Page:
Medicaid Managed Care: An Overview of the Issues

By Mary R. Anderlik
Health Law & Policy Institute

According to the Health Care Financing Administration, as of June 30, 1998, only two states (Alaska and Wyoming) had failed to enroll some portion of their Medicaid population in managed care, and over half of the total Medicaid population was enrolled in managed care. Despite or perhaps because of the rapid expansion, many questions remain. The Texas Legislature is currently considering two bills that would impose a moratorium pending completion of a comprehensive assessment of the state’s program (S.B. 1331, H.B. 2896).

Continuing areas of concern nationwide include:

Marketing and Enrollment: Most states have opted to use third-party enrollment brokers and to prohibit direct marketing by plans in response to early reports of abuses. Concerns are still expressed about the adequacy of review of marketing and enrollment materials to ensure that they are accurate and easy-to-read. Also, eligibility and enrollment processes are sometimes criticized for being too complicated, leading to delays in access to needed care. "Auto-assignment" for recipients who do not select a plan is problem area. Some states use face-to-face counseling to reduce auto-assignment rates; others make continuity of care the highest priority or reward plans that score well on quality measures, offer lower prices, or already have high enrollment through the auto-assignment process.

Access to Care: In both private and public managed care concerns arise about access to appropriate specialists, equipment, non-formulary drugs (where formularies are in use), and emergency care. Several of these areas are addressed at the federal level for the Medicaid program, e.g., adoption of a "prudent layperson standard" for decisions about emergency care. See Letter to State Medicaid Directors dated February 20, 1998, available at www.hcfa.gov/medicaid/bba2208c.htm.

Coordination of Services Among Agencies and Plans: Many Medicaid recipients have a complex array of physical, mental, and social problems. Meeting their needs requires coordination among agencies that finance care as well as the direct providers of services. While "carve-outs" of mental health or other services often make logical sense, this kind of structure may limit opportunities for coordination and increase opportunities for cost- and responsibility-shifting.

Grievances and Appeals: Many of the lawsuits that have been brought against states concern alleged failures in grievance and appeal processes. Advocacy groups favor a system in which the state Medicaid agency initially logs in all complaints (as in Tennessee). Other areas of concern include standards for review, especially when a service is denied as "not medically necessary," the adequacy of state monitoring of complaint data, and recipient access to consumer assistance or ombuds programs.

Enforcement: Advocacy groups generally express disappointment with what they perceive as a lack of willingness to impose monetary and other sanctions for noncompliance with contract and legal requirements.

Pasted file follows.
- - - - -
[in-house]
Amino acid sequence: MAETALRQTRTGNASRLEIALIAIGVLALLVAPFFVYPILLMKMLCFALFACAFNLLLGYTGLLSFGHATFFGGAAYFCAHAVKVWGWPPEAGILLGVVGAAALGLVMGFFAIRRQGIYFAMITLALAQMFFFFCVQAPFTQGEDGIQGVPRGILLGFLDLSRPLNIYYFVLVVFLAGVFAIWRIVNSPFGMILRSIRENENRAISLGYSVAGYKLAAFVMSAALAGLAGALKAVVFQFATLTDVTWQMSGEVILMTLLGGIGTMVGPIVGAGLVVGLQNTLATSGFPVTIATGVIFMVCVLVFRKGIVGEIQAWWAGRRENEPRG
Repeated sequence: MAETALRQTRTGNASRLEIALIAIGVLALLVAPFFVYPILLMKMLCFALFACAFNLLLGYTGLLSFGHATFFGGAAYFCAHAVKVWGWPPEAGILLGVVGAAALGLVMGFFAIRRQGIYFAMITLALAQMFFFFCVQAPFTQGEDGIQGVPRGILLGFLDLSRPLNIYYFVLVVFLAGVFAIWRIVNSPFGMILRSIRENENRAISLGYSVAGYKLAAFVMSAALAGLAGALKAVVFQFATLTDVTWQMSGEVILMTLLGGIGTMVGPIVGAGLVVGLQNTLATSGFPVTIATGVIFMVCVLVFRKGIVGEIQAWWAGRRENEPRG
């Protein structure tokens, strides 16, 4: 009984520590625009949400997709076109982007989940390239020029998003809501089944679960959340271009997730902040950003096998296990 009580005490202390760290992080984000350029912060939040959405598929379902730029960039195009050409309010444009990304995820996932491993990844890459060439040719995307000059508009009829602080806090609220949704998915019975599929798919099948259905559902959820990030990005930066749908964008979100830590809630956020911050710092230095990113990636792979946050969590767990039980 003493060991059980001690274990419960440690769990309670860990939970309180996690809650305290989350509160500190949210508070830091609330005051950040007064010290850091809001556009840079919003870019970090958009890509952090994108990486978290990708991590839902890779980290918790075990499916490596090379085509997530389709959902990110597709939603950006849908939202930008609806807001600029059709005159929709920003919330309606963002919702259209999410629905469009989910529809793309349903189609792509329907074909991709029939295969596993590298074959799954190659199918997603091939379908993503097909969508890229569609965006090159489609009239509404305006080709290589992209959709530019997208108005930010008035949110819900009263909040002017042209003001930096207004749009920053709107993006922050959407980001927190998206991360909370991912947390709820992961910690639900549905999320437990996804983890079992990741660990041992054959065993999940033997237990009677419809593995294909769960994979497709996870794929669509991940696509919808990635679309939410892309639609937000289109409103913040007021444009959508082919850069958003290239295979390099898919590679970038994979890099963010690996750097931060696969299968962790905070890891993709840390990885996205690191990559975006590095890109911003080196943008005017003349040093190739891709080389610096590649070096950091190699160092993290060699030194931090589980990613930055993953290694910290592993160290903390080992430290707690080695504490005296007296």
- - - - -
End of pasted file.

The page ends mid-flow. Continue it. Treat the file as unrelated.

Forms of Payment and Payment Rates: The managed care models in use vary according to the degree of risk transferred to providers, from primary care case management, or PCCM, to partial capitation to capitation or "full-risk" contracts with HMOs. Some states using capitated models have adjusted payment rates to account for the expected costs associated with particular individuals or groups, hoping to neutralize incentives to enroll only healthy individuals or limit treatment for people who need expensive care (e.g., Colorado, Washington, Wisconsin). A number of states use other strategies such as stop-loss insurance.

Evaluation: Managed care programs are implemented to increase quality and decrease costs. Hence solid information on quality and costs is a necessity. However, patient encounter and other data to support evaluation of quality is often lacking. In the cost area, many question whether there are savings, and whether savings are genuine or merely the result of reduced levels of service or cost-shifting to other parts of the social welfare system.

Special Needs Populations: States have recently begun to experiment with voluntary and mandatory enrollment for special needs populations. See "Key Approaches To The Use Of Managed Care Systems For Persons with Special Health Care Needs," www.hcfa.gov/medicaid/smd-snpf.htm.

Washington was one of the leaders in this area, with mandatory Medicaid managed care for Supplemental Security Income recipients implemented in 16 counties in April of 1997. The program was discontinued in January of 1998. In a post-mortem, researchers identified several aspects of the Washington experience as especially relevant to other states:

James M. Verdier, Stephen A. Somers and Valerie Harr, "Washington State’s Experience in Extending Managed Care to the SSI Population: A Retrospective Analysis," Center for Health Care Strategies (August 1998), available at www.chcs.org/verdierwa.htm.

As some states move ahead and others step back to assess their experience, regulators in Washington, D.C., continue to work on rules that will impose a degree of uniformity and establish a minimum level of protection for all Medicaid recipients. Proposed rules were published in the Federal Register on September 29, 1998 (www.access.gpo.gov/su_docs/fedreg/a980929c.html) and generated extensive comments.

Note: A searchable database of 1996 Medicaid managed care contract information can now be accessed through www.chcs.org/analysis.htm. Some 1997 information is also available.

05/11/99